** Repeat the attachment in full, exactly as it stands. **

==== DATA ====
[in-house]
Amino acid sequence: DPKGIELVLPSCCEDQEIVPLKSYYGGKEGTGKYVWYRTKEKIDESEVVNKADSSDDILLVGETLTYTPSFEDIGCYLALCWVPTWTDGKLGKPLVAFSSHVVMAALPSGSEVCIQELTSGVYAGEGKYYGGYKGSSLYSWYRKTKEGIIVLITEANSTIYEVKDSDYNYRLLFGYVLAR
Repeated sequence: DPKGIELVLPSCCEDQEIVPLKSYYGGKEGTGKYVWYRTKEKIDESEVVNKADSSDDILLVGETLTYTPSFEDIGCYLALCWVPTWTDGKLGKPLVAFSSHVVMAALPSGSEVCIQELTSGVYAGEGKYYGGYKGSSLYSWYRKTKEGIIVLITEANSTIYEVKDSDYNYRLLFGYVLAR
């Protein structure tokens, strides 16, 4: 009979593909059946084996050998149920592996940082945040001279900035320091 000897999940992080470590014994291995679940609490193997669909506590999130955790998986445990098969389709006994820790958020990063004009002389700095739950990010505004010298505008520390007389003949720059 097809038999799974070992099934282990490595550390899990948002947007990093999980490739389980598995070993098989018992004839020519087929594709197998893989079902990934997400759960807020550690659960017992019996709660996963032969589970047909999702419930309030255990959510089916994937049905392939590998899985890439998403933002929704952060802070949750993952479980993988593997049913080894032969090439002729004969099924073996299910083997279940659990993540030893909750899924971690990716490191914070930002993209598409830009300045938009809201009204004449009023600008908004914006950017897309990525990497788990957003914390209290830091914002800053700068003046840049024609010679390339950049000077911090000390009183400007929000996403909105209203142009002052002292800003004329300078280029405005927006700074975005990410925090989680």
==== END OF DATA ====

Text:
[in-house]
Amino acid sequence: DPKGIELVLPSCCEDQEIVPLKSYYGGKEGTGKYVWYRTKEKIDESEVVNKADSSDDILLVGETLTYTPSFEDIGCYLALCWVPTWTDGKLGKPLVAFSSHVVMAALPSGSEVCIQELTSGVYAGEGKYYGGYKGSSLYSWYRKTKEGIIVLITEANSTIYEVKDSDYNYRLLFGYVLAR
Repeated sequence: DPKGIELVLPSCCEDQEIVPLKSYYGGKEGTGKYVWYRTKEKIDESEVVNKADSSDDILLVGETLTYTPSFEDIGCYLALCWVPTWTDGKLGKPLVAFSSHVVMAALPSGSEVCIQELTSGVYAGEGKYYGGYKGSSLYSWYRKTKEGIIVLITEANSTIYEVKDSDYNYRLLFGYVLAR
């Protein structure tokens, strides 16, 4: 009979593909059946084996050998149920592996940082945040001279900035320091 000897999940992080470590014994291995679940609490193997669909506590999130955790998986445990098969389709006994820790958020990063004009002389700095739950990010505004010298505008520390007389003949720059 097809038999799974070992099934282990490595550390899990948002947007990093999980490739389980598995070993098989018992004839020519087929594709197998893989079902990934997400759960807020550690659960017992019996709660996963032969589970047909999702419930309030255990959510089916994937049905392939590998899985890439998403933002929704952060802070949750993952479980993988593997049913080894032969090439002729004969099924073996299910083997279940659990993540030893909750899924971690990716490191914070930002993209598409830009300045938009809201009204004449009023600008908004914006950017897309990525990497788990957003914390209290830091914002800053700068003046840049024609010679390339950049000077911090000390009183400007929000996403909105209203142009002052002292800003004329300078280029405005927006700074975005990410925090989680």